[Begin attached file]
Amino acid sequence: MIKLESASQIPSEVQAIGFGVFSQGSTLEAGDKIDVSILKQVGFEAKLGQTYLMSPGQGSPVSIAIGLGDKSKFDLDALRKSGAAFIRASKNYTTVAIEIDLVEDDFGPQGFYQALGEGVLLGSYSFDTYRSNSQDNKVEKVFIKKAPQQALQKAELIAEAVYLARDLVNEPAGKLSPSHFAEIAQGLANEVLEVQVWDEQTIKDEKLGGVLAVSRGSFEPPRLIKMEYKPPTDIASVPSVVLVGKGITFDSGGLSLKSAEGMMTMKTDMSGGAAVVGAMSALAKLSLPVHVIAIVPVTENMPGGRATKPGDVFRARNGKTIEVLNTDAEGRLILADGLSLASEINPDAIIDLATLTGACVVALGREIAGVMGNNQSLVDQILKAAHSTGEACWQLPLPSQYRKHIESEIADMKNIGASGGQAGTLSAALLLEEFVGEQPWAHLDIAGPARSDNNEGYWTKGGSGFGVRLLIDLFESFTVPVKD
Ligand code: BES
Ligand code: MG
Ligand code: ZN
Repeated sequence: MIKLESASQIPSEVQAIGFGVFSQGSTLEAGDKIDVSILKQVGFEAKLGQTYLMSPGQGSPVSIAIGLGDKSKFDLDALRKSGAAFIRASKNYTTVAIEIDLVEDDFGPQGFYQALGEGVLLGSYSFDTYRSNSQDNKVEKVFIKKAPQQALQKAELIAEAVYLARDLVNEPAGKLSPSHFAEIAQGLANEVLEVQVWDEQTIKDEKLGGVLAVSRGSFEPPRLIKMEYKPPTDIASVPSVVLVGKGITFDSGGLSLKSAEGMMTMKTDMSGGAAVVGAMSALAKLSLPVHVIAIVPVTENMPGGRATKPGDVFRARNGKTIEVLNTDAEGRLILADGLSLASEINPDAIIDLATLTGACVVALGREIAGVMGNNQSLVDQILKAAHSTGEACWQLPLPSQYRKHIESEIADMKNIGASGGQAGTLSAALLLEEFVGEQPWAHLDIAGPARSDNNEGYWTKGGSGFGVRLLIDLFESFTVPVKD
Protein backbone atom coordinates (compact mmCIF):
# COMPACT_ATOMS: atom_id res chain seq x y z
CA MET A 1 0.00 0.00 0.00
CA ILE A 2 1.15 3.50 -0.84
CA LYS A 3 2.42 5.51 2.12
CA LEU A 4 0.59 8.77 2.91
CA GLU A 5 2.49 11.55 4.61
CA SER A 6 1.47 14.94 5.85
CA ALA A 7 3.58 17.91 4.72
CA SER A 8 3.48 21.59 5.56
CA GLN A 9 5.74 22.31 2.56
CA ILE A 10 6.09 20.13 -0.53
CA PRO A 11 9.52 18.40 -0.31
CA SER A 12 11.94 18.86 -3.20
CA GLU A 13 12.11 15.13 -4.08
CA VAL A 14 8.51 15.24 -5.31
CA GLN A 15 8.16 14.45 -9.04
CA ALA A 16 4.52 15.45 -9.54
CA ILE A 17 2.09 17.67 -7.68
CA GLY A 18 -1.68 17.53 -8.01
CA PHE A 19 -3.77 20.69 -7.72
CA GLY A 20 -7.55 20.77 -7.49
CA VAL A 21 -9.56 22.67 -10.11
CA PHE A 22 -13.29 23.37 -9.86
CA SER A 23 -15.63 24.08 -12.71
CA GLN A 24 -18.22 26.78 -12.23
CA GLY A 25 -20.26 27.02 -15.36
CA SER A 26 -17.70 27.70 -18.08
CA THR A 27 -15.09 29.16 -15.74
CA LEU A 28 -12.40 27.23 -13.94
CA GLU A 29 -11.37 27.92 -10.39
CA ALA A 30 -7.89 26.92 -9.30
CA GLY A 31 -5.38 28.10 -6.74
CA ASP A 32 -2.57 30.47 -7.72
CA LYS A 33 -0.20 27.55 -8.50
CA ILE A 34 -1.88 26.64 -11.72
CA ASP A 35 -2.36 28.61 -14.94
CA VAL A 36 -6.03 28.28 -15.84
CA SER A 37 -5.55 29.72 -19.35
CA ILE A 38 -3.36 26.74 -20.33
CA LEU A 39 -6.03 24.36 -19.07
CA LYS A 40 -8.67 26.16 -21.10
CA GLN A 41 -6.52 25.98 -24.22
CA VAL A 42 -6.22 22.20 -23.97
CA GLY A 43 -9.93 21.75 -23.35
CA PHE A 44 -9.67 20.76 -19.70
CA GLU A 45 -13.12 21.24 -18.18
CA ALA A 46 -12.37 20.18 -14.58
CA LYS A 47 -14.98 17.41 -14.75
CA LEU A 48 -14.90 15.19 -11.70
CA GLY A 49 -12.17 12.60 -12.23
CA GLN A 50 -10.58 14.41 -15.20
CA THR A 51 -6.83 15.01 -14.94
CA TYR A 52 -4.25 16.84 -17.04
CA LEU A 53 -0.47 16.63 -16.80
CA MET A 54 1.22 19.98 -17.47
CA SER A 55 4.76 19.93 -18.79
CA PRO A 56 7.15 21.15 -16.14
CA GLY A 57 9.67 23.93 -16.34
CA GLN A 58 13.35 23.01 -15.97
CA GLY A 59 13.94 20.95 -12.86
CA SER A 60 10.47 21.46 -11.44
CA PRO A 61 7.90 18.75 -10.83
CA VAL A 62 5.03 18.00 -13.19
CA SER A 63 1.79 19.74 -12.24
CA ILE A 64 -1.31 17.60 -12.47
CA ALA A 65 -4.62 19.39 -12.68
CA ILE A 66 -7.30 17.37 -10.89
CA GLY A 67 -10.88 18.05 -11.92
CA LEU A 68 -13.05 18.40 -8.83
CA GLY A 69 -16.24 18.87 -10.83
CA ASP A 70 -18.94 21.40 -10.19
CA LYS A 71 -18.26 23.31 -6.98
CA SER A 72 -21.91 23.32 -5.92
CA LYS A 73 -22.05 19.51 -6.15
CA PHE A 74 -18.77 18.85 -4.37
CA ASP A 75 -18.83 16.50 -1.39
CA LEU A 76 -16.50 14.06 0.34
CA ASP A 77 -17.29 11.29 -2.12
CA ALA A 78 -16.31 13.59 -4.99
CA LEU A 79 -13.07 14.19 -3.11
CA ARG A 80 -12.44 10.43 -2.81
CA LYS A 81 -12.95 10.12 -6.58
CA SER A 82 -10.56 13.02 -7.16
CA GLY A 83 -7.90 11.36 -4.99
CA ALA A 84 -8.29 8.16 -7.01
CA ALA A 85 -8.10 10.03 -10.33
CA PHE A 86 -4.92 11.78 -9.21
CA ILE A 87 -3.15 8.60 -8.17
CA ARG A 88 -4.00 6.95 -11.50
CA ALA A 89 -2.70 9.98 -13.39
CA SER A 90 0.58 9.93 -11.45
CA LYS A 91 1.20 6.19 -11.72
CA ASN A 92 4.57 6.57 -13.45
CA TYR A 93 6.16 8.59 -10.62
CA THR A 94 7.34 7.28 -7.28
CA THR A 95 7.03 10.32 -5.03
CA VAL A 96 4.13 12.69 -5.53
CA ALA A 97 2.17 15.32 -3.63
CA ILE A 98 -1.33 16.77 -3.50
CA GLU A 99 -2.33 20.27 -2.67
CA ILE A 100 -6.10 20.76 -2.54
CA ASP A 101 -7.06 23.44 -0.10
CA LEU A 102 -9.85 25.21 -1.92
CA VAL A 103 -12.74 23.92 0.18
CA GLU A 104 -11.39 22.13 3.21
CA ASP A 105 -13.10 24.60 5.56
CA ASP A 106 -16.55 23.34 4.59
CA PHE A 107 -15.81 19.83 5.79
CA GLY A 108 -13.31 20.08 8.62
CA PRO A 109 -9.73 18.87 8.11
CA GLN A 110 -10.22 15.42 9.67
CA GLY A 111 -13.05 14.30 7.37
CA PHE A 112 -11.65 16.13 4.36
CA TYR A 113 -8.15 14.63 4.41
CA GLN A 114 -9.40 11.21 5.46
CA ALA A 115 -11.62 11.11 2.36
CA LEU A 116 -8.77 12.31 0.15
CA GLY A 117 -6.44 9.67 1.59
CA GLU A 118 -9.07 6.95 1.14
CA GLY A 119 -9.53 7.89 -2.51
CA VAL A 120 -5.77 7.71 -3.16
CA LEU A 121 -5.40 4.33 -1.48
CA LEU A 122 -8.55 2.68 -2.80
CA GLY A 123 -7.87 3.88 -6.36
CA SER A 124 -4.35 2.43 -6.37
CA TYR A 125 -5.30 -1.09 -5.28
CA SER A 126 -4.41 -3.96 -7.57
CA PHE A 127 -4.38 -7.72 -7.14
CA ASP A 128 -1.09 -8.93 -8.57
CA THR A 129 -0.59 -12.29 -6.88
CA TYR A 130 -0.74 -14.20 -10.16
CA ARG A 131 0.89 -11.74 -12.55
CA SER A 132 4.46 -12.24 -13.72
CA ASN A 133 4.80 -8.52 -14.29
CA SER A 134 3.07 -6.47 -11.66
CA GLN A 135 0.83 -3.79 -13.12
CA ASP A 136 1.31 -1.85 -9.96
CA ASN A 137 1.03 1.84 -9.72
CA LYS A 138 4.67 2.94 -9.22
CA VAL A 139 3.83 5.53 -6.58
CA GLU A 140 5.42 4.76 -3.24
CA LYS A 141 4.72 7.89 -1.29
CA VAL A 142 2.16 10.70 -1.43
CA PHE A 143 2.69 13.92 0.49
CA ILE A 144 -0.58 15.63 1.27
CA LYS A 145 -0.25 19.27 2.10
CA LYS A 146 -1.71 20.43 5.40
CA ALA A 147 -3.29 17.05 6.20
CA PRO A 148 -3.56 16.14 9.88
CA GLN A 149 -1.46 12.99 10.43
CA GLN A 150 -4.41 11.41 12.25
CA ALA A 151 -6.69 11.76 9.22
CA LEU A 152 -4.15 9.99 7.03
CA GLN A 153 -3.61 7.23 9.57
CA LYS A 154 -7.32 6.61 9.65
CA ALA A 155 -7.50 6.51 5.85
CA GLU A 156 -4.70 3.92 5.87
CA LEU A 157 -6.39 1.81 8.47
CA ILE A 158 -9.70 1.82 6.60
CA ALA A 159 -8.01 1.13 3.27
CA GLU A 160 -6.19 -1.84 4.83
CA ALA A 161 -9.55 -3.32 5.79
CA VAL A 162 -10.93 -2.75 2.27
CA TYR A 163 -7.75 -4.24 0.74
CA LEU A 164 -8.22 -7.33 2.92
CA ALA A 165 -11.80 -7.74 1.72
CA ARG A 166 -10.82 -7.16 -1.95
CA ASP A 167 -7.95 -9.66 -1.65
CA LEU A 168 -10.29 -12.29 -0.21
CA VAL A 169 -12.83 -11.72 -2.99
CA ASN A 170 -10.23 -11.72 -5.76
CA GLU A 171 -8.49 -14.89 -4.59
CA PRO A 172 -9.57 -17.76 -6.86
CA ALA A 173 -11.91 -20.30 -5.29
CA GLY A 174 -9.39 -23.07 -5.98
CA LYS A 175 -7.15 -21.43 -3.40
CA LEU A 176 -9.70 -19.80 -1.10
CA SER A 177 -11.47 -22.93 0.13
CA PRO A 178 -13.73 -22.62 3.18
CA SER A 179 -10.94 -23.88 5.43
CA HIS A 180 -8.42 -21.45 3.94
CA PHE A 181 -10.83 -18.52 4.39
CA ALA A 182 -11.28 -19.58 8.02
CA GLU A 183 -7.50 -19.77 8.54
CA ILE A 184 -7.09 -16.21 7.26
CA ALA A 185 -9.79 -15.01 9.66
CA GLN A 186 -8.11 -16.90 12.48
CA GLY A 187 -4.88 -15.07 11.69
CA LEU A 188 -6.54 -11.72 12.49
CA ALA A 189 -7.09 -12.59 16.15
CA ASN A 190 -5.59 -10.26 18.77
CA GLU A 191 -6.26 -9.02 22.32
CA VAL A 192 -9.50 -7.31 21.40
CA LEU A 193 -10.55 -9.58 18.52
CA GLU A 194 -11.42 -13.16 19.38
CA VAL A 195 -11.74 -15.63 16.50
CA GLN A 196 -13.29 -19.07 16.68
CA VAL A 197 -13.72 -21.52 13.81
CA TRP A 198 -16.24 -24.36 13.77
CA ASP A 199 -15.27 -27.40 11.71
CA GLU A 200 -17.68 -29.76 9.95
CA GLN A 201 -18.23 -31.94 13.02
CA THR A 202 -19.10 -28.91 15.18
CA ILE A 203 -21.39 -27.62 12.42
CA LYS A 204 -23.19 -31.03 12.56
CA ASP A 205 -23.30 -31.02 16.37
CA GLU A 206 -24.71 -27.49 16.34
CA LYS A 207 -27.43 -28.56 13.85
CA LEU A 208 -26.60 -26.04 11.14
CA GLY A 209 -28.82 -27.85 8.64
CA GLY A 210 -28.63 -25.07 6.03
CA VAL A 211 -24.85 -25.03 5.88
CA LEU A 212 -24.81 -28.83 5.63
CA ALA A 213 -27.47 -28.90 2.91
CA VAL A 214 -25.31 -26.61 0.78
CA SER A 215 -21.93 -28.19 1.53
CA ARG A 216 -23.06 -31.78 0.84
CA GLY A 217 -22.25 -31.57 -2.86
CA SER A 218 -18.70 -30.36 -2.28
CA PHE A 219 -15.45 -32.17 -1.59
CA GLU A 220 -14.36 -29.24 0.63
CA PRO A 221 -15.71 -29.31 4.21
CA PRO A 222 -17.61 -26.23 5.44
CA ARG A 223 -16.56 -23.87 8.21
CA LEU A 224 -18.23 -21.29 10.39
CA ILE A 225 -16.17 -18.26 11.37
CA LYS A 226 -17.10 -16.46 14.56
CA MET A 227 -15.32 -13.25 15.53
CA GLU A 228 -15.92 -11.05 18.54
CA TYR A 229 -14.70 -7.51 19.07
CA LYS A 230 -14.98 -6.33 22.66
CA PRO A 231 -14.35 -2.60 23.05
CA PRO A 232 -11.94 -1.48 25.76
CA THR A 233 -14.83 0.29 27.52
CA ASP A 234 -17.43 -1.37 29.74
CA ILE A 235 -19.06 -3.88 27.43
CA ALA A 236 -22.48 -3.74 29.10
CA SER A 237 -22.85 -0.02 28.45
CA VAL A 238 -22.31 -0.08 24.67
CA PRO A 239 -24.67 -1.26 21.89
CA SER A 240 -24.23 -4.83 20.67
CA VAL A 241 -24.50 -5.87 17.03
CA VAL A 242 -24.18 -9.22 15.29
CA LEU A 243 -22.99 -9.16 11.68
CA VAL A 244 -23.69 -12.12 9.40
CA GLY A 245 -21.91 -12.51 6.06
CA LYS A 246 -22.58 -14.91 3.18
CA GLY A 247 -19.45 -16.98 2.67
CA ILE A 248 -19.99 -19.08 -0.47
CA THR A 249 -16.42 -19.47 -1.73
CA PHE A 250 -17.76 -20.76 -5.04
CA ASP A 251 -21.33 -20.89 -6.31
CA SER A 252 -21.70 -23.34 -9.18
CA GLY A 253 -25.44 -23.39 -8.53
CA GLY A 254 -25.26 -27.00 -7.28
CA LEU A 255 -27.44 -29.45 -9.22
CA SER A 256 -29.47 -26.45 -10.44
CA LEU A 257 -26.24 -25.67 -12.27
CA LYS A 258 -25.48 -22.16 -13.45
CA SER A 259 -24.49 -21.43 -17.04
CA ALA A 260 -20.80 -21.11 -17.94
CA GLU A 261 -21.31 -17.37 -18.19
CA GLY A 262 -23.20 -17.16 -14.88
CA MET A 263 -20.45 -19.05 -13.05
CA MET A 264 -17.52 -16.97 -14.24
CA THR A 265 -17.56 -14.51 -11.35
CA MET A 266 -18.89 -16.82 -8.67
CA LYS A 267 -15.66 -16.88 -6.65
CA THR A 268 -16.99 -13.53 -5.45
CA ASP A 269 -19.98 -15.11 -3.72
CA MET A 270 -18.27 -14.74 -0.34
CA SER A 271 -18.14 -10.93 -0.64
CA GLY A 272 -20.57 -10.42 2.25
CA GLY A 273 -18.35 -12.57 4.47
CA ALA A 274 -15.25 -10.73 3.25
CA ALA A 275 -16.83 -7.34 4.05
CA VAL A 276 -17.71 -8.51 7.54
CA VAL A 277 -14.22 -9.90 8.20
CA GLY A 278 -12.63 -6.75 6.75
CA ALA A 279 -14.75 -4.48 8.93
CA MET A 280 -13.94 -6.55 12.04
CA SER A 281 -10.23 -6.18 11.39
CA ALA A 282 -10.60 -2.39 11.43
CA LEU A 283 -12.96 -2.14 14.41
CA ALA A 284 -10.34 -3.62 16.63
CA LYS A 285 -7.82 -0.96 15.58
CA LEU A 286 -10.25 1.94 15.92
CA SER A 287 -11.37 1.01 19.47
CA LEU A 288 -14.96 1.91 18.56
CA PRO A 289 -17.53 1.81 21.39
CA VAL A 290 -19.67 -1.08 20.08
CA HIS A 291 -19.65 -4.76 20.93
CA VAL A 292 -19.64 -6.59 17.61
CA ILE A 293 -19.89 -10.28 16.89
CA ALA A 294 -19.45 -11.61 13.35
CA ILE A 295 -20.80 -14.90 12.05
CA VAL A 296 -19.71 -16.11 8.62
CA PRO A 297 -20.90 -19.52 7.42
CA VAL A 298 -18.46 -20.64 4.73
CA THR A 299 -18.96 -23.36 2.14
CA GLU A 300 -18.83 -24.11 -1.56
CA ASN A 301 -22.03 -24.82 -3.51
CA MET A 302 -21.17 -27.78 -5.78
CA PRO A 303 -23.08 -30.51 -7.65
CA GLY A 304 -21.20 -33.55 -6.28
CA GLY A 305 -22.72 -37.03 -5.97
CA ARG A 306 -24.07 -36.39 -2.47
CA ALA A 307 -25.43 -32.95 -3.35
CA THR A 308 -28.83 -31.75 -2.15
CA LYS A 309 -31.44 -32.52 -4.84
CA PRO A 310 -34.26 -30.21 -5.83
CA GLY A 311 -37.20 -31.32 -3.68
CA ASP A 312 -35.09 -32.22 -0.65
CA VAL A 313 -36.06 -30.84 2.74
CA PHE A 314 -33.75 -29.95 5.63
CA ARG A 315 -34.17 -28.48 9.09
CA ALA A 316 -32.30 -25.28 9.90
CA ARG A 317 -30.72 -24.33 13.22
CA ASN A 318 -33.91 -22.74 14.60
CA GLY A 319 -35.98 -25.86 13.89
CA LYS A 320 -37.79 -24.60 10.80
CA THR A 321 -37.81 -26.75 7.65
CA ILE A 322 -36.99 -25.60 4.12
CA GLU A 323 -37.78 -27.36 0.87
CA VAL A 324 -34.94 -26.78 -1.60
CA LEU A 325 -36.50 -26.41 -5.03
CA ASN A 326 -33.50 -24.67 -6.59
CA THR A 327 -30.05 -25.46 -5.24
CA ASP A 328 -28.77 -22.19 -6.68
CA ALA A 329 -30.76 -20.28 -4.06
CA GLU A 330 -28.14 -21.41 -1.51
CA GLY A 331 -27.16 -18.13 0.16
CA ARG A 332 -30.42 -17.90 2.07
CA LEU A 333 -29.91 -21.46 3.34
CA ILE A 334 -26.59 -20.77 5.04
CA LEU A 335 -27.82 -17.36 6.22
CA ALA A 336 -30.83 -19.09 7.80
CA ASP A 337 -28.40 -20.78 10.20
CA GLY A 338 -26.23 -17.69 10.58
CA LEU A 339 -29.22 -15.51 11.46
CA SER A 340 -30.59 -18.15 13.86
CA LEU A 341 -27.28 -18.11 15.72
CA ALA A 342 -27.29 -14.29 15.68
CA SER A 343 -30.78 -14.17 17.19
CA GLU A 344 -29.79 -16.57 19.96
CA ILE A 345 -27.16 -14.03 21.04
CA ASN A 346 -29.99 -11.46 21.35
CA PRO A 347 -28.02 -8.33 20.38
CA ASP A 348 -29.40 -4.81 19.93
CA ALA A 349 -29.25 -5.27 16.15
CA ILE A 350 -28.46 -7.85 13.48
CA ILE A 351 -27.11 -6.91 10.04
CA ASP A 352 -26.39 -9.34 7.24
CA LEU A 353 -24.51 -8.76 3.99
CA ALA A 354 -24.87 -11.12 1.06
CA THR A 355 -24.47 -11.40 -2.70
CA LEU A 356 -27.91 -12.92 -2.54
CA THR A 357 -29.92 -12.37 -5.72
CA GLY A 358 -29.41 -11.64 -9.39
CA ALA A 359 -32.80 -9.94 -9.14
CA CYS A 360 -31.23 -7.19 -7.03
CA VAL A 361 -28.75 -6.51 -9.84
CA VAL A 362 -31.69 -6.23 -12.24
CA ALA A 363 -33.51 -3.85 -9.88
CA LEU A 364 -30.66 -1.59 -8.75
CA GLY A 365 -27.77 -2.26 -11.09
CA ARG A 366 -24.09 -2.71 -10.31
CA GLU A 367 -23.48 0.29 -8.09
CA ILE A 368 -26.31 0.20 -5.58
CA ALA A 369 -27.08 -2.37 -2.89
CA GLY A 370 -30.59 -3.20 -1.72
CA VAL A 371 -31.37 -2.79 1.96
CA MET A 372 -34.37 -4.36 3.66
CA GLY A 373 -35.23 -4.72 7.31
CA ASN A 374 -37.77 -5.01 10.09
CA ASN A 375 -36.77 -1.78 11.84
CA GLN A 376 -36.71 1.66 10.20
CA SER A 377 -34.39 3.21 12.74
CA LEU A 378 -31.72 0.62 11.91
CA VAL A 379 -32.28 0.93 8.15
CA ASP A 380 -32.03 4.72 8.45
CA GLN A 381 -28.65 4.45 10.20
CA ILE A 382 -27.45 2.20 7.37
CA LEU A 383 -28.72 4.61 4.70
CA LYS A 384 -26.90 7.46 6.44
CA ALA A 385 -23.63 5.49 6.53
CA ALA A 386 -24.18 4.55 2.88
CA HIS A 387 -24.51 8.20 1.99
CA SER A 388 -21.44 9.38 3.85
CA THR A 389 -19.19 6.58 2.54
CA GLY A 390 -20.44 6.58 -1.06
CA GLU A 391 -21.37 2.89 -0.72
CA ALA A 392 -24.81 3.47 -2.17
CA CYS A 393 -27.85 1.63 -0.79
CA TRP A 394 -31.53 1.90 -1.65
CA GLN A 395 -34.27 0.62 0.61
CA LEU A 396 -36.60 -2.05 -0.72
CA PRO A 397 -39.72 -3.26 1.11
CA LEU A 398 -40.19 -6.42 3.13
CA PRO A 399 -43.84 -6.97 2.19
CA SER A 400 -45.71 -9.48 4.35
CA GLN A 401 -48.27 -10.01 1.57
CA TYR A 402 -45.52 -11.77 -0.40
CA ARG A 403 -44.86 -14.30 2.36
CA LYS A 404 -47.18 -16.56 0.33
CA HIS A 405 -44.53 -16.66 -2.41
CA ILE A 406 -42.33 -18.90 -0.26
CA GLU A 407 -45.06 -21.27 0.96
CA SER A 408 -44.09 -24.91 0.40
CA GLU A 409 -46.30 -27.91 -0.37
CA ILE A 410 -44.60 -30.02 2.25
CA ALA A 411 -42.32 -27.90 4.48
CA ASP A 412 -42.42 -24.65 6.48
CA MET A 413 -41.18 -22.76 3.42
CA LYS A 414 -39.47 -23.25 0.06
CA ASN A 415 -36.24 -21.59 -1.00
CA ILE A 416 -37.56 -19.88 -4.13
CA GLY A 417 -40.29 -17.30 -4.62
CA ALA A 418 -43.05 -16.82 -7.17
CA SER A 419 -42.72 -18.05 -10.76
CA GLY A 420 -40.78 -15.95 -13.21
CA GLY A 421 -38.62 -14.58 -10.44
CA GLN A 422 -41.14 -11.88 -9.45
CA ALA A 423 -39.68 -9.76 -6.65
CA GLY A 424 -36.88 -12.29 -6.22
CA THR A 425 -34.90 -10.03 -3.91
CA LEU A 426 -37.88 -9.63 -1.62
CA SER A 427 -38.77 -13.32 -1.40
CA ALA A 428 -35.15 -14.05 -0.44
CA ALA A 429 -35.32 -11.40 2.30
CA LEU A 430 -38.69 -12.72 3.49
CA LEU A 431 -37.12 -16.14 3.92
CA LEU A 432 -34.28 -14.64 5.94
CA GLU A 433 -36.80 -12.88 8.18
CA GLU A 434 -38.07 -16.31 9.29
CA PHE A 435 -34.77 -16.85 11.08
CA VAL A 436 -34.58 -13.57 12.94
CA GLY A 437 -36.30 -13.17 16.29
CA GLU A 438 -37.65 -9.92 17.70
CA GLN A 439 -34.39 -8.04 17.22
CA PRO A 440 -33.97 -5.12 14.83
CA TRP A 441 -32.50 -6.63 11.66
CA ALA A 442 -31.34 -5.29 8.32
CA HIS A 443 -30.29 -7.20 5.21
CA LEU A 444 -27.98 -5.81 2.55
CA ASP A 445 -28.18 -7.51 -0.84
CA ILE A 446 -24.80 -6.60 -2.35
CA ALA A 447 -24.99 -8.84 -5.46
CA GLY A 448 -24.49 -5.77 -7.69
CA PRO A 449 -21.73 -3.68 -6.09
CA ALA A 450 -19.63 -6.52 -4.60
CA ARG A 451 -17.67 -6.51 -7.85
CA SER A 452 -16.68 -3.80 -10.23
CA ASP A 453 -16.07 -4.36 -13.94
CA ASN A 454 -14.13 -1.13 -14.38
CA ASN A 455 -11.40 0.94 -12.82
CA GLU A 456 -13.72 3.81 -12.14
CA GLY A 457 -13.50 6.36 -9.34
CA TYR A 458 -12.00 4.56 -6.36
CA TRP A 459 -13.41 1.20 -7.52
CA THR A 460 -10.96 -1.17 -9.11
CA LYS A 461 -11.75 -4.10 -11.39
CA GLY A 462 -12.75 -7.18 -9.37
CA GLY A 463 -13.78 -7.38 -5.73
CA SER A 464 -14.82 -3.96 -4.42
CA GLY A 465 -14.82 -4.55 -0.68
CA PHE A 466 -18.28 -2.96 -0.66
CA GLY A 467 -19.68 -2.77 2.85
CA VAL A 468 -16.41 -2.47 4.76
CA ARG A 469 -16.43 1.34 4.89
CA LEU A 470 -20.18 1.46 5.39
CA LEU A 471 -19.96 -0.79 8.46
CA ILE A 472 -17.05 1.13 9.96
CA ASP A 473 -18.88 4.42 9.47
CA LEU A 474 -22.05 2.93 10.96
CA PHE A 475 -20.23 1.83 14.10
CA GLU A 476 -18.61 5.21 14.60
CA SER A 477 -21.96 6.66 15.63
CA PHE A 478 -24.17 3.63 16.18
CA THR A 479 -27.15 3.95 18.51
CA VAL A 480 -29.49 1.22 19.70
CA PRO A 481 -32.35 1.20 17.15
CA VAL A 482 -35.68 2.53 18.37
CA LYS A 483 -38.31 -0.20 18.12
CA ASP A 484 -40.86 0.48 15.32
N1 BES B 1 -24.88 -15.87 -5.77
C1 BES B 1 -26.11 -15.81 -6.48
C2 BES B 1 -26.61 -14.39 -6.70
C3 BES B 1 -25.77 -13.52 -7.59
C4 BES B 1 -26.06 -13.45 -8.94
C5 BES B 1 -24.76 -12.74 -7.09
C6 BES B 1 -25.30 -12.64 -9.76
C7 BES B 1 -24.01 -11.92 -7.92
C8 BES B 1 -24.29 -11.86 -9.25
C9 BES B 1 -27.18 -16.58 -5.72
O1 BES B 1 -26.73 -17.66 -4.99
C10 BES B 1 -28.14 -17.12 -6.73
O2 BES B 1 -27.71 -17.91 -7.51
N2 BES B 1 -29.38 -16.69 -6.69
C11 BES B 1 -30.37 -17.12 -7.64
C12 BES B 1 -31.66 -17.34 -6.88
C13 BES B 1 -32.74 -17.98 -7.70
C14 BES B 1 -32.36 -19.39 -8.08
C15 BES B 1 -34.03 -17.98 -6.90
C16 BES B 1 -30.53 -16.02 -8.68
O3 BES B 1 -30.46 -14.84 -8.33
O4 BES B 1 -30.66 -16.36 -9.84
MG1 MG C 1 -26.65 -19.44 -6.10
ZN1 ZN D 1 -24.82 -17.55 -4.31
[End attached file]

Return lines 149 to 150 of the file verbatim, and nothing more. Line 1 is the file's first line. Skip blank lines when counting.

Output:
CA VAL A 142 2.16 10.70 -1.43
CA PHE A 143 2.69 13.92 0.49